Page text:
Either China or India will be the next nation to land a man on the Moon. It occurred to me over the weekend that there is a new space race in town, and hardly anyone noticed. Both China’s and India’s recent advances need to be viewed in the light of the relationship they have with each other. They aren’t pushing just because. They are pushing because neither want to fall behind their neighbor.

NotCoach on December 16, 2013 at 2:13 PM

They can claim that soundstage till kingdom come.

Murphy9 on December 16, 2013 at 2:16 PM

Narrator: The moon. For several years, she has fascinated many.
But will man ever walk on her fertile surface?
[cut to a shot of Adlai Stevenson at some sort of press conference]
Democratic hopeful Adlai Stevenson says so.

Stevenson: I have no objection to man walking on the moon.
[photographers snap several pictures]
[cut back to the moon where a family plays on the moon's fertile surface]

Narrator: By 1964, experts say man will have established twelve
colonies on the moon, ideal for family vacations.
[a man fishes a comely moon maiden out of a crater. She winks at the audience]
[a chart shows the difference]
Once there, you’ll weigh only a small percentage of what you weigh on Earth.
[cut to a shot of a chubby boy eating pie]
Slow down, tubby! You’re not on the moon yet!
[cut to a shot of the moon, with an American flag superimposed on it. The camera pulls back to reveal some men in spacesuits]
The moon belongs to America, and anxiously awaits the arrival of our astro-men. Will you be among them?
[fini. The film runs off the reel]

The Secret War of Lisa Simpson

Akzed on December 16, 2013 at 2:16 PM

To The Moon, Alice! To the moon!

ExpressoBold on December 16, 2013 at 3:19 PM

Good grief…

Test to see if I got banned for using an otherwise usable word.

cozmo on December 16, 2013 at 2:12 PM

.
Irritating, ain’t it?

ExpressoBold on December 16, 2013 at 3:24 PM

If they put a PF Chang’s up there, they will come……

44Magnum on December 16, 2013 at 5:00 PM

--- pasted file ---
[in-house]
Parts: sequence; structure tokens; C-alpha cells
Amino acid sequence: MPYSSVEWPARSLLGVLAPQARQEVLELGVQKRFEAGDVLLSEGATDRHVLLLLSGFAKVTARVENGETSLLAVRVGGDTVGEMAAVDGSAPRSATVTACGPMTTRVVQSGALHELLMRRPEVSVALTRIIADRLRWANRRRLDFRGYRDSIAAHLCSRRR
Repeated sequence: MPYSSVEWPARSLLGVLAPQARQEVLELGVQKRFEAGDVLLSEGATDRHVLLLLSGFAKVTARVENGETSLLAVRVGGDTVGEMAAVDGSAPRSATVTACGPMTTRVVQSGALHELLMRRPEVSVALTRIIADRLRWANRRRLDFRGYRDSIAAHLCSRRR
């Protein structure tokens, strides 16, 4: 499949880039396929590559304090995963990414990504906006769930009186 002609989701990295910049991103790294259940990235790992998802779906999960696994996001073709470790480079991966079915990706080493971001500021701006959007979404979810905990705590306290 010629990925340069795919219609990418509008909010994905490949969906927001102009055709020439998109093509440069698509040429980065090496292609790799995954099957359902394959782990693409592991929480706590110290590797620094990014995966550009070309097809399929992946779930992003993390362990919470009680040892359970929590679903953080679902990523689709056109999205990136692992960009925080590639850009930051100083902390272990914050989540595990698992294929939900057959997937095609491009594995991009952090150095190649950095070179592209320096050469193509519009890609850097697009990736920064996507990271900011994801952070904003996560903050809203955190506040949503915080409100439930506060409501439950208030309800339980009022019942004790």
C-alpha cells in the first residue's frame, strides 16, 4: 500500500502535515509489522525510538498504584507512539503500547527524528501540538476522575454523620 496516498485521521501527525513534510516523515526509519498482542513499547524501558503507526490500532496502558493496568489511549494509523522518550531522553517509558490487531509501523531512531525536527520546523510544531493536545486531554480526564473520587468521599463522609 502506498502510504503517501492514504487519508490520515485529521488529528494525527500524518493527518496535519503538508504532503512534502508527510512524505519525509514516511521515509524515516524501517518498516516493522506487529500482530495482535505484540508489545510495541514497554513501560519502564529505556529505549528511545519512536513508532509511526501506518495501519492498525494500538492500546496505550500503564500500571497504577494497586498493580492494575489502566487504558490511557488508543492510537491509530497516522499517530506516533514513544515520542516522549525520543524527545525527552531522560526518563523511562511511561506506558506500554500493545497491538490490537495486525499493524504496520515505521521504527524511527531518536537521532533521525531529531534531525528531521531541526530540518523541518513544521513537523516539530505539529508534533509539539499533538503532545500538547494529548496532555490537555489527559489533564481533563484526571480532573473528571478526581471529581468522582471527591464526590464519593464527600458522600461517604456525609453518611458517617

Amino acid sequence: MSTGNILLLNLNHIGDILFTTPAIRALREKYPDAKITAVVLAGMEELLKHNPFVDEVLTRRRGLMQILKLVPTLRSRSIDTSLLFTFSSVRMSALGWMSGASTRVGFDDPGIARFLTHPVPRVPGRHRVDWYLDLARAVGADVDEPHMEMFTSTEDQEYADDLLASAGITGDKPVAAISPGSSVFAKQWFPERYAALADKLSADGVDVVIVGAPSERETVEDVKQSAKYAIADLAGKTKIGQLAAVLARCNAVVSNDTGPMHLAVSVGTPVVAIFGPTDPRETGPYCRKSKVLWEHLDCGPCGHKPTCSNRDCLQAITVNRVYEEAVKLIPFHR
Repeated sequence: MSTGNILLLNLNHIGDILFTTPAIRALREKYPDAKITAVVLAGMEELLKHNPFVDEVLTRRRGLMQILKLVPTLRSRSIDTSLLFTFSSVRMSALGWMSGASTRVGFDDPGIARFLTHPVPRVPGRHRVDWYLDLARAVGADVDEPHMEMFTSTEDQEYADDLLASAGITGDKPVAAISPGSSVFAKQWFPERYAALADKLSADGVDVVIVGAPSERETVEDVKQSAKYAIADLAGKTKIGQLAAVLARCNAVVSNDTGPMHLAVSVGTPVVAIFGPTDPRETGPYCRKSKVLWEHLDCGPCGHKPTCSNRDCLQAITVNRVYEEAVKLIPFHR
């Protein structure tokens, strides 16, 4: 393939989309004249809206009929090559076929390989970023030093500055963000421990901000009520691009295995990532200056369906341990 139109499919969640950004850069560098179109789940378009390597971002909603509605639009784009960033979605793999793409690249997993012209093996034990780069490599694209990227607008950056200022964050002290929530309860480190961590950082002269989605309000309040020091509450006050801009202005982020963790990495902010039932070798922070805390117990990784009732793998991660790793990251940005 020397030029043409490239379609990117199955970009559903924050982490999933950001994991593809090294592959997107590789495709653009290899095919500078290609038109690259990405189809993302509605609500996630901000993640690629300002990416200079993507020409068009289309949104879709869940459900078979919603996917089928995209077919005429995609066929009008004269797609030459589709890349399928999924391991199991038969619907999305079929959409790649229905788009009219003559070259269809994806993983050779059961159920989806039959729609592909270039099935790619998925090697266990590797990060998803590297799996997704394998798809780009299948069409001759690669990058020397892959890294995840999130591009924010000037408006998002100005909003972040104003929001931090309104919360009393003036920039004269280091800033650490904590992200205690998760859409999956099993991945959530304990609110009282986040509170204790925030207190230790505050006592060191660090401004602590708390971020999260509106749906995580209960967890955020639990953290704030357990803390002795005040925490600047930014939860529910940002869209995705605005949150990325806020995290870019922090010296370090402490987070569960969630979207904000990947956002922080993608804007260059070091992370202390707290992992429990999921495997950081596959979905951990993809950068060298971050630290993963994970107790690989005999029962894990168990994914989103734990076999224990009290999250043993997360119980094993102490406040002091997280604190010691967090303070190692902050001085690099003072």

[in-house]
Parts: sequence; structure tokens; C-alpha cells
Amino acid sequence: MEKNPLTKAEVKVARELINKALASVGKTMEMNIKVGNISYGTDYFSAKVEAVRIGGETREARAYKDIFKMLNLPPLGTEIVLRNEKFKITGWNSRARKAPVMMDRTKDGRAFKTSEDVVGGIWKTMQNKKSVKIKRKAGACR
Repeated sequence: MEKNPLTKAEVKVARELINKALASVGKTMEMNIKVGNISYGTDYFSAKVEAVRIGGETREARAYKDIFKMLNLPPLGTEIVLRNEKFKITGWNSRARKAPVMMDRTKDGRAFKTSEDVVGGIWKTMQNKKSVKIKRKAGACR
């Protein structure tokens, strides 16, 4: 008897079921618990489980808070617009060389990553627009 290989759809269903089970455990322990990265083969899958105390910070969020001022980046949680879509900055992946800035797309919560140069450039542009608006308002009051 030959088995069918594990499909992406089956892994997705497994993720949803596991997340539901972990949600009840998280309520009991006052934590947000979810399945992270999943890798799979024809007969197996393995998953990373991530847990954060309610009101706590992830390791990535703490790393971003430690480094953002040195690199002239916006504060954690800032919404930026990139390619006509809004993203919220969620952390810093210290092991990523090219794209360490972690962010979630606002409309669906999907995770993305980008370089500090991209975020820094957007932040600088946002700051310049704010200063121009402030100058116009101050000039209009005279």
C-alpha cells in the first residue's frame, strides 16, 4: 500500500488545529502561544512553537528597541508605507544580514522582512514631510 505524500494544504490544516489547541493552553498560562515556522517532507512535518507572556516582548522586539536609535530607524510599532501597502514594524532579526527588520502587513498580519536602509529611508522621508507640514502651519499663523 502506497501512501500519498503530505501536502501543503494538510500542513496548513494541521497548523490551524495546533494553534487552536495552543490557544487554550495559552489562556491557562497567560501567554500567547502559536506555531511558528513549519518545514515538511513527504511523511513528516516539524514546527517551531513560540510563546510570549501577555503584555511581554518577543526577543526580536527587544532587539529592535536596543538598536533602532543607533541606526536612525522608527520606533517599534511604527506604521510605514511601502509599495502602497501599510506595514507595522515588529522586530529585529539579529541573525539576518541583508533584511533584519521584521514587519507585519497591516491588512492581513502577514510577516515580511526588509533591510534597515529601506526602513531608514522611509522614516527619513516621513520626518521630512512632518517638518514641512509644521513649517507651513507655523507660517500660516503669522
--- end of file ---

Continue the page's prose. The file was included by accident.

Hey, I’m all for developing the moon! Let’s do it. It’s just sitting out there now, so we might as well get some use out of it.

bluegill on December 16, 2013 at 5:32 PM

…noting that the area the lander is exploring may contain an abundance of Helium-3, a potentially valuable fusion energy fuel that is found only on the moon.

Er… no it’s not. It might be rarer on Earth, but it naturally occurs here and is also artificially generated as well.

Shump on December 16, 2013 at 6:05 PM

I’m in favor of anything that would get this country off it’s a$$.

trigon on December 16, 2013 at 6:29 PM

Alice Kramden had first dibs on the moon a long time ago.

whatcat on December 16, 2013 at 6:48 PM

Either China or India will be the next nation to land a man on the Moon.

NotCoach on December 16, 2013 at 2:13 PM

Maybe SpaceX. But probably China. The world changes.

DarkCurrent on December 16, 2013 at 7:11 PM

Yes. For all mankind.

All ventures into space are in our specie’s interest. I don’t really care who does it or even why. Just that it is done and we gain an increasing competency in space.

Karmashock on December 17, 2013 at 1:47 AM

All ventures into space are in our specie’s interest. I don’t really care who does it or even why. Just that it is done and we gain an increasing competency in space.

Karmashock on December 17, 2013 at 1:47 AM

Chinaman’s got your back.

Murphy9 on December 17, 2013 at 1:59 AM